Defining the contribution of AMP-activated protein kinase (AMPK) and protein kinase C (PKC) in regulation of glucose uptake by metformin in skeletal muscle cells

Sophie Turban, Clare Stretton, Olivier Drouin, Charlotte J. Green, Maria L. Watson, Alexander Gray, Fiona Ross, Louise Lantier, Benoit Viollet, D.Grahame Hardie, Andre Marette, Harinder S. Hundal (Lead / Corresponding author)

    Research output: Contribution to journalArticle

    61 Citations (Scopus)

    Abstract

    The importance of AMP-activated protein kinase (AMPK) and protein kinase C (PKC) as effectors of metformin (Met) action on glucose uptake (GU) in skeletal muscle cells was investigated. GUin L6 myotubes was stimulated 2-fold following 16 h of Met treatment and acutely enhanced by insulin in an additive fashion. Insulin-stimulatedGUwas sensitive to PI3K inhibition, whereas that induced by Met was not. Met and its related biguanide, phenformin, stimulated AMPK activation/phosphorylation to a level comparable with that induced by the AMPK activator, 5-amino-1-ß-D-ribofuranosyl-imidazole-4-carboxamide (AICAR). However, the increase in GU elicited by AICAR was significantly lower than that induced by either biguanide. Expression of a constitutively active AMPK mimicked the effects of AICAR on GU, whereas a dominant interferingAMPK or shRNA silencing of AMPK prevented AICAR-stimulated GU and Met-induced AMPK signaling but only repressed biguanide- stimulated GU by ~20%. Consistent with this, analysis of GU in muscle cells from a1 /a2 AMPK-deficient mice revealed a significant retention of Met-stimulated GU, being reduced by ~35% compared with that of wild type cells. Atypical PKCs (aPKCs) have been implicated in Met-stimulated GU, and in line with this, Met and phenformin induced activation/phosphorylation of aPKC in L6 myotubes. However, although cellular depletion of aPKC (>90%) led to loss in biguanide-induced aPKC phosphorylation, it had no effect on Met-stimulated GU, whereas inhibitors targeting novel/conventional PKCs caused a significant reduction in biguanide-induced GU. Our findings indicate that although Met activates AMPK, a significant component of Met-stimulated GU in muscle cells is mediated via an AMPK-independent mechanism that involves novel/conventional PKCs.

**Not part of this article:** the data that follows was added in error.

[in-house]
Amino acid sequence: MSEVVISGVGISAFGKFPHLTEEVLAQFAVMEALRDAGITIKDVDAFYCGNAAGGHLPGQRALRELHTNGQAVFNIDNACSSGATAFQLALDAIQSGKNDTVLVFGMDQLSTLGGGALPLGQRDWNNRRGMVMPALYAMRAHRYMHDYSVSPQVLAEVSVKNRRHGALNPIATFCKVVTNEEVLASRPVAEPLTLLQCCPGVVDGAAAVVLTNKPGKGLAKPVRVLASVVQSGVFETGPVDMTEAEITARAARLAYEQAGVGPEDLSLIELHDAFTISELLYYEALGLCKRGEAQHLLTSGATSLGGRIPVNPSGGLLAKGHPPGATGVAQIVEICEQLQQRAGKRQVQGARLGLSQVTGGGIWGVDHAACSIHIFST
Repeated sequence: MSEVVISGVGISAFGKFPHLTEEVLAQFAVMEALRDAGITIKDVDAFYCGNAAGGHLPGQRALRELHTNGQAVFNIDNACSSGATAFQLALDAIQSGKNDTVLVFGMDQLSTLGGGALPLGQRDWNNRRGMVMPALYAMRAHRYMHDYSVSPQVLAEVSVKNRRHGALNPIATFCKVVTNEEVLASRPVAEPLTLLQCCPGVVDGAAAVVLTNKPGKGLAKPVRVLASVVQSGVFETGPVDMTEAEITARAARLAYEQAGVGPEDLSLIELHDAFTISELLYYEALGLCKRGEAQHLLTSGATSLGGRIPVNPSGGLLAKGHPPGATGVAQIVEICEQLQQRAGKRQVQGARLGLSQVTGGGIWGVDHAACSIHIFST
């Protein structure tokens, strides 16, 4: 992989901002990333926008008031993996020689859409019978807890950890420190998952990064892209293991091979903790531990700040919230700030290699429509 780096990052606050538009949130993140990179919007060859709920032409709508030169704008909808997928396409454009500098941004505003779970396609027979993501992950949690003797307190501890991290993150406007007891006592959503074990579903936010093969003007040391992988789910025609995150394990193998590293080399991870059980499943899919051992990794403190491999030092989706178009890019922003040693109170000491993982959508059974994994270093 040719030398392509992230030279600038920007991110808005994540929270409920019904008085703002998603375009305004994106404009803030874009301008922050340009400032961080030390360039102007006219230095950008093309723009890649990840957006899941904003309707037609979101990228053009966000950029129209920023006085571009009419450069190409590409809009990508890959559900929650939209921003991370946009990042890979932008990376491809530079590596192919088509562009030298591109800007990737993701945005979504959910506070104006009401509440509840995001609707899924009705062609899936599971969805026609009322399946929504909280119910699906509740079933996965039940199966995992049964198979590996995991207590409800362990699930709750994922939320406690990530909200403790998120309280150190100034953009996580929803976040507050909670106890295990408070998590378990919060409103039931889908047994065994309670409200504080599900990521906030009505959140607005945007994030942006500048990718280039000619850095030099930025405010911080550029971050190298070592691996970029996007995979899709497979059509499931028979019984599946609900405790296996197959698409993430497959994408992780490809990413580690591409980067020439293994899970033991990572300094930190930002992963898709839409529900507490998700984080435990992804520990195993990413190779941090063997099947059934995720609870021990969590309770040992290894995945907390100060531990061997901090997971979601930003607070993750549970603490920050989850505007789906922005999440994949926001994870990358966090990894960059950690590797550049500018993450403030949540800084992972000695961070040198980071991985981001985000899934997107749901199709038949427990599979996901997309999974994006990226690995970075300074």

Original languageEnglish
    Pages (from-to)20088-20099
    Number of pages12
    JournalJournal of Biological Chemistry
    Volume287
    Issue number24
    DOIs
    Publication statusPublished - 8 Jun 2012

    Fingerprint Dive into the research topics of 'Defining the contribution of AMP-activated protein kinase (AMPK) and protein kinase C (PKC) in regulation of glucose uptake by metformin in skeletal muscle cells'. Together they form a unique fingerprint.

  • Cite this